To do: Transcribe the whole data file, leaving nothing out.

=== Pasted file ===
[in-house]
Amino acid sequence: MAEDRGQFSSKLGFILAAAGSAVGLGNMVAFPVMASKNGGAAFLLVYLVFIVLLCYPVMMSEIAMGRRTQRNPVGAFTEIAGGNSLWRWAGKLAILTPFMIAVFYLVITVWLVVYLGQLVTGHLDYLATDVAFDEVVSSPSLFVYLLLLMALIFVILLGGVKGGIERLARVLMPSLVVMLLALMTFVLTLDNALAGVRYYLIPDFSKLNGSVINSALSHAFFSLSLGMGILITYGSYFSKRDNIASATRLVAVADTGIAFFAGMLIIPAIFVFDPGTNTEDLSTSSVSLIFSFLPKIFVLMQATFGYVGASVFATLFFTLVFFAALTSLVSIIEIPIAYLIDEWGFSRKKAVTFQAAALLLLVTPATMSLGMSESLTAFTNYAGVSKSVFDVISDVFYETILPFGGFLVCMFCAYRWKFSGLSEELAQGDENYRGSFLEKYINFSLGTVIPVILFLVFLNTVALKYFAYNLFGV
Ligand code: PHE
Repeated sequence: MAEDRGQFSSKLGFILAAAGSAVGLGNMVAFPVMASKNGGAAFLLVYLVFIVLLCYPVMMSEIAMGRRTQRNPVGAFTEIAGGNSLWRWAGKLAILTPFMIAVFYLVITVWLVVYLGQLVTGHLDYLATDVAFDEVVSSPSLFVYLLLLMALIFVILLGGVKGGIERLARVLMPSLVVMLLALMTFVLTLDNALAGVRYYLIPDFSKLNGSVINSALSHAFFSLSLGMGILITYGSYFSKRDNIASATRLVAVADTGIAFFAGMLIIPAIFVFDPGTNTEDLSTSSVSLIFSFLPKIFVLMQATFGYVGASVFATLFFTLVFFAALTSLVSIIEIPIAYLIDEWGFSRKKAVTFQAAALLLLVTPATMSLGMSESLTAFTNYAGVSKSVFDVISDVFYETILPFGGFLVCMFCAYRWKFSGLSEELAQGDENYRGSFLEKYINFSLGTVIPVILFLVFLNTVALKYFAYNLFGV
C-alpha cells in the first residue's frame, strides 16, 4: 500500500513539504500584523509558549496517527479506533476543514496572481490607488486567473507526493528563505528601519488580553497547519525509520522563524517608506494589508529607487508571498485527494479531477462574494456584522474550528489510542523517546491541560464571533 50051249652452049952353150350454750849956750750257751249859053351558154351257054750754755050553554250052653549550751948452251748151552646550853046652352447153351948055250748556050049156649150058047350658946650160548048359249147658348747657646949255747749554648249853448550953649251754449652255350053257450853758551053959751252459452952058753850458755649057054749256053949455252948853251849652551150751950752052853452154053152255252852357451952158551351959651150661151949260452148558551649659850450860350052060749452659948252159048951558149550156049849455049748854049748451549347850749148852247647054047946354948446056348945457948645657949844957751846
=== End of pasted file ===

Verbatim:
[in-house]
Amino acid sequence: MAEDRGQFSSKLGFILAAAGSAVGLGNMVAFPVMASKNGGAAFLLVYLVFIVLLCYPVMMSEIAMGRRTQRNPVGAFTEIAGGNSLWRWAGKLAILTPFMIAVFYLVITVWLVVYLGQLVTGHLDYLATDVAFDEVVSSPSLFVYLLLLMALIFVILLGGVKGGIERLARVLMPSLVVMLLALMTFVLTLDNALAGVRYYLIPDFSKLNGSVINSALSHAFFSLSLGMGILITYGSYFSKRDNIASATRLVAVADTGIAFFAGMLIIPAIFVFDPGTNTEDLSTSSVSLIFSFLPKIFVLMQATFGYVGASVFATLFFTLVFFAALTSLVSIIEIPIAYLIDEWGFSRKKAVTFQAAALLLLVTPATMSLGMSESLTAFTNYAGVSKSVFDVISDVFYETILPFGGFLVCMFCAYRWKFSGLSEELAQGDENYRGSFLEKYINFSLGTVIPVILFLVFLNTVALKYFAYNLFGV
Ligand code: PHE
Repeated sequence: MAEDRGQFSSKLGFILAAAGSAVGLGNMVAFPVMASKNGGAAFLLVYLVFIVLLCYPVMMSEIAMGRRTQRNPVGAFTEIAGGNSLWRWAGKLAILTPFMIAVFYLVITVWLVVYLGQLVTGHLDYLATDVAFDEVVSSPSLFVYLLLLMALIFVILLGGVKGGIERLARVLMPSLVVMLLALMTFVLTLDNALAGVRYYLIPDFSKLNGSVINSALSHAFFSLSLGMGILITYGSYFSKRDNIASATRLVAVADTGIAFFAGMLIIPAIFVFDPGTNTEDLSTSSVSLIFSFLPKIFVLMQATFGYVGASVFATLFFTLVFFAALTSLVSIIEIPIAYLIDEWGFSRKKAVTFQAAALLLLVTPATMSLGMSESLTAFTNYAGVSKSVFDVISDVFYETILPFGGFLVCMFCAYRWKFSGLSEELAQGDENYRGSFLEKYINFSLGTVIPVILFLVFLNTVALKYFAYNLFGV
C-alpha cells in the first residue's frame, strides 16, 4: 500500500513539504500584523509558549496517527479506533476543514496572481490607488486567473507526493528563505528601519488580553497547519525509520522563524517608506494589508529607487508571498485527494479531477462574494456584522474550528489510542523517546491541560464571533 50051249652452049952353150350454750849956750750257751249859053351558154351257054750754755050553554250052653549550751948452251748151552646550853046652352447153351948055250748556050049156649150058047350658946650160548048359249147658348747657646949255747749554648249853448550953649251754449652255350053257450853758551053959751252459452952058753850458755649057054749256053949455252948853251849652551150751950752052853452154053152255252852357451952158551351959651150661151949260452148558551649659850450860350052060749452659948252159048951558149550156049849455049748854049748451549347850749148852247647054047946354948446056348945457948645657949844957751846